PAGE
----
Two weeks ago, the Daily Caller obtained and released an internal document from the Centers for Disease Control and Prevention (CDC) regarding violence prevention. The document concerns a guidance that the agency plans to roll out later this month, which disregards traditional law-enforcement methods like incarcerating offenders and advocates instead for an approach to public safety that would “work to prevent violence by addressing the underlying conditions that contribute to violence.” Among the conditions driving community violence, per the document, are “concentrated poverty, limited educational or employment opportunities, and racial inequity.”

The idea that spending money on education, employment, housing, and health can reduce crime is consistent with received wisdom on the progressive left. The best way to fight crime, progressives argue, is to divest from enforcement-centric responses and reinvest those resources to address crime’s “root causes.”

The root-cause approach has a straightforward appeal. Why treat symptoms when you can eradicate the disease? But even if we assume that we know what the root causes of crime are and that we know how to address them—very big “ifs”—the nature of such a project is necessarily long-term. This presents an issue, since the public expects, and is entitled to, short-term solutions to crime. After all, people are being victimized right now. Their lives, property, and sense of security in their communities demand immediate and substantial relief, which only the criminal-justice system can provide.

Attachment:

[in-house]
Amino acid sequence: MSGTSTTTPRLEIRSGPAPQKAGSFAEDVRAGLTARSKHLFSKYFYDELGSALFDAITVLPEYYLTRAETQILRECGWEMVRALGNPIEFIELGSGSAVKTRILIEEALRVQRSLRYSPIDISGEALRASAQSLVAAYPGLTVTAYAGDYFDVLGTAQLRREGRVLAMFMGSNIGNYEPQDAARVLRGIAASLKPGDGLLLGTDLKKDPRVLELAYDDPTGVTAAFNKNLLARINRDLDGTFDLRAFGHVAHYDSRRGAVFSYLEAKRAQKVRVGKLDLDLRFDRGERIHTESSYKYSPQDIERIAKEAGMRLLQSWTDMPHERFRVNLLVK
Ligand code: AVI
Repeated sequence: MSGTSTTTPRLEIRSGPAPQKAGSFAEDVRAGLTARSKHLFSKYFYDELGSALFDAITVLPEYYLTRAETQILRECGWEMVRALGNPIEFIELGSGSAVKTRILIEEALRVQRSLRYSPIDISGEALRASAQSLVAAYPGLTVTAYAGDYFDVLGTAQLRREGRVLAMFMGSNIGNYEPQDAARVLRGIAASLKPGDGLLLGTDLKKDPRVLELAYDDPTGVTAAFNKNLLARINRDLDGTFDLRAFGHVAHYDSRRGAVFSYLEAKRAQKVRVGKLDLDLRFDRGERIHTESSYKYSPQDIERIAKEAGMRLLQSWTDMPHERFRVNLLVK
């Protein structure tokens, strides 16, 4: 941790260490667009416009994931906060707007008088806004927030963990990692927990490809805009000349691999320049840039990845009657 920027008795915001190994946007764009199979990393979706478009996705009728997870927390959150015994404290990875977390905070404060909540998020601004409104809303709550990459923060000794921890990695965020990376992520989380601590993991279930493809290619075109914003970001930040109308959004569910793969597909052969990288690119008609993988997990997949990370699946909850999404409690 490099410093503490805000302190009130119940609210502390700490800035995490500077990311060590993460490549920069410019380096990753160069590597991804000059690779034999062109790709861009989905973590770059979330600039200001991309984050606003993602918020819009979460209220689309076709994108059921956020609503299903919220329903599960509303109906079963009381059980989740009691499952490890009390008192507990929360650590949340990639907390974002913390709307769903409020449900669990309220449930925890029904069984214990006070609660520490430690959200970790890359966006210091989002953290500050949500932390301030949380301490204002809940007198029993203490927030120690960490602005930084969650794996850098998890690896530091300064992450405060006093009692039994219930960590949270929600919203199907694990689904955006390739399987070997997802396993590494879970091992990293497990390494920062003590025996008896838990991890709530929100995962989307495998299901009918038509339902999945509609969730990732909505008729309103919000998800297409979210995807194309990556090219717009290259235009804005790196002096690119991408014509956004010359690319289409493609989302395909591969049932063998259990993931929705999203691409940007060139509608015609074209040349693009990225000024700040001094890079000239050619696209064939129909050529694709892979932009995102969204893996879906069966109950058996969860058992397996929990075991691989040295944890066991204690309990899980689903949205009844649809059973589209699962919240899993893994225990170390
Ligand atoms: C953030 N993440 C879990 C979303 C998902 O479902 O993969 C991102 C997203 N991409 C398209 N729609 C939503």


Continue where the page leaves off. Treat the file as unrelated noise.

Serious scholars recognize that policing, prosecution, and incarceration—along with other, less formal means of social control—work. Whether it’s expanding police patrols, concentrating resources in crime hot spots, hiring additional officers, subjecting repeat offenders to enhanced sentencing, or putting high-frequency and violent offenders behind bars, decades of scholarship have made clear that crime can be substantially cut through enforcement-centric initiatives aimed at deterring and incapacitating criminals. In other words, the oft-repeated claim that we cannot arrest, prosecute, or incarcerate ourselves out of a crime problem is nonsense.

Since the “Great Crime Decline” of the 1990s, however, many Americans have grown increasingly uncomfortable with the proactive law-enforcement that produced that decline—in which police, prioritizing order maintenance, cracked down on the low-level offenses that create an environment for more serious ones. They note that those tactics raised the incarceration rate and increased police-citizen interactions that sometimes involved force. Their discomfort with those tactics contributed to the popularity of “alternative” approaches to remedy the conditions—such as poverty—that supposedly push offenders into a life of crime.